“It is with broken hearts and the deepest sadness that we must share the terrible news that on Tuesday our friend, soul brother and band mate over 45 years, Neil, has lost his incredibly brave three and a half year battle with brain cancer," the band wrote. “Rest in peace brother.”
Peart placed fourth on Rolling Stone’s list of 100 Greatest Drummers of All Time, just behind Ginger Baker, Keith Moon and John Bonham. Peart’s jaw-dropping percussion skills, though, were matched by his wondrous skill with lyrics as Rush composed song after thought-provoking song that deftly explored the human condition or conjured up mysterious realms beyond the humdrum life of the band’s heyday in the 1970s, ‘80s and ’90s. Peart was precise, deliberate and skilled behind his sprawling drum kit, but his innovative lyrics helped set Rush apart from other prog rock bands.
Rush was a power trio that rock had never quite seen before, with the searing guitar work of Alex Lifeson, the bass, keyboards and vocals of Geddy Lee and the fantastical drumming of Peart, who was no mere backing member of the rhythm section but rather an indispensable leg of the unusual tripod. The band still finds airplay today with anthems like “The Spirit of Radio” and “Tom Sawyer” — perhaps its best-known song — and “Subdivisions,” with its searing assessment of early '80s life in cookie-cutter housing tracts: “Be cool or be cast out.”
The band was inducted into the Rock & Roll Hall of Fame in 2013, and honored for combining "the signature traits of progressive rock with a proto typical heavy-metal sound.” “We've always said it's not something that meant a lot to us, but we knew our fans cared so much to be validated like that — that their favorite band like their favorite sports team should be celebrated as champions," Peart told The Associated Press at the time. “We always knew that was the case and certainly to see it blossom after this is a testament to the truth of that."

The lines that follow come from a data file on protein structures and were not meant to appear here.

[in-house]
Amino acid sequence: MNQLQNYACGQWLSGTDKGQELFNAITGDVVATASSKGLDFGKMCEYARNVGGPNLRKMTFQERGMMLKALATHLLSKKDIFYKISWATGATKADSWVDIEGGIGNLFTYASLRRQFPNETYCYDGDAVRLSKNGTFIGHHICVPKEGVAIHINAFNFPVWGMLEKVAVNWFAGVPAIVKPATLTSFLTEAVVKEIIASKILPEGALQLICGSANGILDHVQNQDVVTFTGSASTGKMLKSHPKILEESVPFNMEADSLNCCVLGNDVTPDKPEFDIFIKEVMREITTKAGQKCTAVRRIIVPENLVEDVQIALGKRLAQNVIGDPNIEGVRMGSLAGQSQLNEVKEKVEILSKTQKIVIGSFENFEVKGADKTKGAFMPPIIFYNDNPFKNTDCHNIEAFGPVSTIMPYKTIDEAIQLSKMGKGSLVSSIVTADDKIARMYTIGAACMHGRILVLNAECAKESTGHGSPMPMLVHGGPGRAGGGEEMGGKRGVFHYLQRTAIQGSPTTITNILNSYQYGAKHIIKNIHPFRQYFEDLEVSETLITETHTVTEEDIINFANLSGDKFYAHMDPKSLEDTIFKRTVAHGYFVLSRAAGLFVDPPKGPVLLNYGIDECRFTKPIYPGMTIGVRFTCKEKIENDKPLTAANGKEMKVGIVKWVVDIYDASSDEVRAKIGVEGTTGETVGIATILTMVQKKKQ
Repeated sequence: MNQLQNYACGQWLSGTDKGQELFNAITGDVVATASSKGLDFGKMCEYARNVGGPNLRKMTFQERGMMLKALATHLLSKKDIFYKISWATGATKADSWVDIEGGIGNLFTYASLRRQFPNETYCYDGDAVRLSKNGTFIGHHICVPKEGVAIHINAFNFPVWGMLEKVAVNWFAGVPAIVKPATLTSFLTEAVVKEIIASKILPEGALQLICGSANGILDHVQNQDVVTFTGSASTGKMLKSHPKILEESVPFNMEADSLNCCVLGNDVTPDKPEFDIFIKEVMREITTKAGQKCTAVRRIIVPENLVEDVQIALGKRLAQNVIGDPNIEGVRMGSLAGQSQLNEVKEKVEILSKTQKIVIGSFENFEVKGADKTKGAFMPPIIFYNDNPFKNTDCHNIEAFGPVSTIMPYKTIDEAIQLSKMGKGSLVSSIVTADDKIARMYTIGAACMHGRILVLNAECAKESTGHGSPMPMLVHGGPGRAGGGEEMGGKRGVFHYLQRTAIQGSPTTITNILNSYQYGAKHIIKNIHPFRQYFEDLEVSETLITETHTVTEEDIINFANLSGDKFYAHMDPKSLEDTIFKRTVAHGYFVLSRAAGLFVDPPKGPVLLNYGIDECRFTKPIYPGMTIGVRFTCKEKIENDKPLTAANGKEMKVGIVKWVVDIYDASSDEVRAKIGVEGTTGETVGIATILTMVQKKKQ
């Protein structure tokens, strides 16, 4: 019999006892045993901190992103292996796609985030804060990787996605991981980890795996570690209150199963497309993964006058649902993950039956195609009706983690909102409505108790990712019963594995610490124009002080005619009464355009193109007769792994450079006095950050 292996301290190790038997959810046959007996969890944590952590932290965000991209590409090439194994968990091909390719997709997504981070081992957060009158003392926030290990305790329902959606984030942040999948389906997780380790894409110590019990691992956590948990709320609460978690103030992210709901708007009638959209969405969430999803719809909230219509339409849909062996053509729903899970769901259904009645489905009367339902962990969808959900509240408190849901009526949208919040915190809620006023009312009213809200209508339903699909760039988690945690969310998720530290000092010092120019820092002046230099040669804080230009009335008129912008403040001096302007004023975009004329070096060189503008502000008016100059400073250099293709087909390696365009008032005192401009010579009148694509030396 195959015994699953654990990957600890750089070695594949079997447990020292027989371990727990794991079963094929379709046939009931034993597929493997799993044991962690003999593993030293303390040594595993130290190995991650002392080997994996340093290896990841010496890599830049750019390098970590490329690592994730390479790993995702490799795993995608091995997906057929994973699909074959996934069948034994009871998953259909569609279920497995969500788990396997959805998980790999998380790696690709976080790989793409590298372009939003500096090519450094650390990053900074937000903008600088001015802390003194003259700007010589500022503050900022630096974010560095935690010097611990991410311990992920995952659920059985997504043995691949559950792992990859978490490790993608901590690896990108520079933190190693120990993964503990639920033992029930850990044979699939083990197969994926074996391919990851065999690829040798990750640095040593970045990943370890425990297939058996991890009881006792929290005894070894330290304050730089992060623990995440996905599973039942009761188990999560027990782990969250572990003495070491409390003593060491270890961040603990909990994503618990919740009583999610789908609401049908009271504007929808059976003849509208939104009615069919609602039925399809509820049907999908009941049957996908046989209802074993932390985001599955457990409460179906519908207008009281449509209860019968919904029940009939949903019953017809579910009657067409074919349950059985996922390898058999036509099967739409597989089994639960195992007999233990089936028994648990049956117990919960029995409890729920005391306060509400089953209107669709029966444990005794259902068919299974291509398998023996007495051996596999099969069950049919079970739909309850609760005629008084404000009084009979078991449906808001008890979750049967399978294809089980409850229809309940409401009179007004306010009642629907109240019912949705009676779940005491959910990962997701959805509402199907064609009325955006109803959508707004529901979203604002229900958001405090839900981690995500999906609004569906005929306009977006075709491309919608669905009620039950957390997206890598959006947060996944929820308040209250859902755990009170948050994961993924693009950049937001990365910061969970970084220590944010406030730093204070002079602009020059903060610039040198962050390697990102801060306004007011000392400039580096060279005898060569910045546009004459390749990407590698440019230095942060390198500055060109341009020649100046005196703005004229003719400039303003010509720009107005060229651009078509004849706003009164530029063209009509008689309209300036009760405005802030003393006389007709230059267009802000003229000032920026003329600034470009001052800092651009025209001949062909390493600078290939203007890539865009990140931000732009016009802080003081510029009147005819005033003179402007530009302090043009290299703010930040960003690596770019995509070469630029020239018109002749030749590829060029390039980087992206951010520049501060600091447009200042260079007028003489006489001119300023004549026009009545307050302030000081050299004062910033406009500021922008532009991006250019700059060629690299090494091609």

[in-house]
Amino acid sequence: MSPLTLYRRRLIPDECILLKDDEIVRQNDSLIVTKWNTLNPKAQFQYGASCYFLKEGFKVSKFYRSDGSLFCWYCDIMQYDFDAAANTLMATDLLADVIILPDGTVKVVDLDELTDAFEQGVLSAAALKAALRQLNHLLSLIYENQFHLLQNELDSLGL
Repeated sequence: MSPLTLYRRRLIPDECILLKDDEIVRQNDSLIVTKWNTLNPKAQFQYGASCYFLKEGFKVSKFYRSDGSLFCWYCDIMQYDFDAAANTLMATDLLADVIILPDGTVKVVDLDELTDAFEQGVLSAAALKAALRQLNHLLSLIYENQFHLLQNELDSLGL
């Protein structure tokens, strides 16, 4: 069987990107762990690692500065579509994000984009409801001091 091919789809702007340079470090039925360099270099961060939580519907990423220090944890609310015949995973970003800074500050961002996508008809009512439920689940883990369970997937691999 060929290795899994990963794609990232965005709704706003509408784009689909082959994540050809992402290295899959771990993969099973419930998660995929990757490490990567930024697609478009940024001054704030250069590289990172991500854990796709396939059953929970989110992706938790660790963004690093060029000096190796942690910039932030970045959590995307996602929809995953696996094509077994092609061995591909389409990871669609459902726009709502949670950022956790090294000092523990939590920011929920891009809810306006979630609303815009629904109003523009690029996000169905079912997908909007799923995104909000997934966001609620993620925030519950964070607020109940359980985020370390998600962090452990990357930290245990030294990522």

Peart was born on Sept. 12, 1952 in Ontario. Music became an outlet for the self-described introvert who remained a quiet, under-the-radar star his entire career. “I was very academic until I discovered drums,” he explained in a 2017 interview with Classic Rock. “Then I was a monomaniac about drumming. I was physically awkward. My ankles were weak, so I couldn’t play any sports. I couldn’t skate and I couldn’t play hockey, which in Canada is like football is in the U.K. And that makes you a pariah as a boy.”
When Rush formed in 1968, its original lineup included Lifeson, bassist Jeff Jones and drummer John Rutsey. After a few weeks, Lee replaced Jones, and in 1974, Peart replaced Rutsey weeks before Rush’s first U.S. tour. Rush’s first album with Peart — by then the band’s principal songwriter — was 1975’s platinum-seller “Fly by Night.” They released another album that same year, “Caress of Steel,” which reached gold status.
In 1976 the band marked a major breakthrough with the album “2112,” which sold three million units in the U.S. The first side of the album tells the tale of a dystopian world where creativity, individualism and music itself are outlawed — Peart was a reader of Ayn Rand — only to have things unravel when someone discovers an abandoned guitar. It was an extraordinary effort and fans responded in droves.